OSHA Update: Final Rule on Beryllium Exposure

Although OSHA's beryllium standard was originally March 12, 2018, it was delayed. Get ready for the NEW enforcement date -  May 11, 2018.

Beryllium Exposure, OSHA Beryllium Exposure Final Rule

Every year, approximately 62,000 workers are exposed to beryllium in their workplace! 

The Occupational Safety and Health Administration (OSHA) issued a final rule to prevent chronic beryllium disease and lung cancer in workers. Although beryllium is widely used in many industries because of its electrical and thermal conductivity, hardness, and good corrosion resistance, it’s a highly toxic metal. Developing chronic beryllium disease (CBD) or lung cancer are increased by simply inhaling the highly toxic metal.

To protect workers, OSHA will begin enforcing the beryllium standard on May 11, 2018.

OSHA estimates that the final rule will save 90 lives from beryllium-related diseases and prevent 46 new cases of chronic beryllium disease each year, once the effects of the rule are fully implemented. The rule is anticipated to provide net benefits of about $560.9 million, annually.

What does OSHA say about identifying beryllium in the workplace?

Per OSHA 29 CFR1910.1024(e)(2), "The employer must identify each beryllium work area through signs or any other methods that adequately establish and inform each employee of the boundaries of each beryllium work area...The employer must limit access to regulated areas to -  persons the employer authorizes or requires to be in a regulated area to perform work duties; persons entering a regulated area as designated representatives of employees for the purpose of exercising the right to observe exposure monitoring procedures under paragraph (d)(7) of this standard; and persons authorized by law to be in a regulated area.

In general industry, exposure to beryllium can occur in the following  industries and activities:
  1. Welding
  2. Beryllium production 
  3. Beryllium oxide ceramics and composites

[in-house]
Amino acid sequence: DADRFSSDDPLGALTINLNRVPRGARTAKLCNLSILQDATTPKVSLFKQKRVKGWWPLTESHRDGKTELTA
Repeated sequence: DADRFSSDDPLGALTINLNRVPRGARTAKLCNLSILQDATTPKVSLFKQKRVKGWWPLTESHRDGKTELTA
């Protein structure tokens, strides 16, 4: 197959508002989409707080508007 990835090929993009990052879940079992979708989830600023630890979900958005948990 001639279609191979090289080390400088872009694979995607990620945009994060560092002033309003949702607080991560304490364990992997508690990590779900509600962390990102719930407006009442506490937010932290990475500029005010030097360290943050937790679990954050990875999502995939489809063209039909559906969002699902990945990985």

4. Nonferrous foundries 
  5. Secondary smelting, refining, and alloying 
  6. Precision turned products
  7. Copper rolling, drawing, and extruding 
  8. Fabrication of Beryllium Alloy Products 
  9. Dental laboratories
Key Provisions Include:
  • Reduces the permissible exposure limit (PEL) for beryllium to 0.2 micrograms per cubic meter of air, averaged over 8-hours.
  • Establishes a new short-term exposure limit for beryllium of 2.0 micrograms per cubic meter of air, over a 15-minute sampling period.
  • Requires employers to use engineering and work practice controls (such as ventilation or enclosure) to limit worker exposure to beryllium; provide respirators when controls cannot adequately limit exposure; limit worker access to high-exposure areas; develop a written exposure control plan; and train workers on beryllium hazards.
  • Requires employers to make available medical exams to monitor exposed workers and provides medical removal protection benefits to workers identified with a beryllium-related disease.
New OSHA Compliance Schedule:

The final rule goes into effect on May 11, 2018, and will replace a 40-year-old permissible exposure limit (PEL) for beryllium that was outdated and did not effectively protect the health of workers.

  • Enforcement of the PEL and STEL in the construction and shipyard industry - May 11, 2018
  • Provide required change rooms and showers - March 11, 2019
  • Implement engineering controls - March 10, 2020

Responsible employers have been protecting workers from harmful exposure to beryllium for years by placing effective signs and labels, using engineering and work practice controls, and providing personal protective clothing and equipment (PPE).

Keep your workforce informed, protected, and motivated with highly effective identification products.

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Protecting Workers from Exposure to Beryllium and Beryllium Compounds: Final Rule Overview
Delay of Enforcement of Beryllium Standards under 29 CFR 1910.1024, 29 CFR 1915.1024, and 29 CFR 1926.1124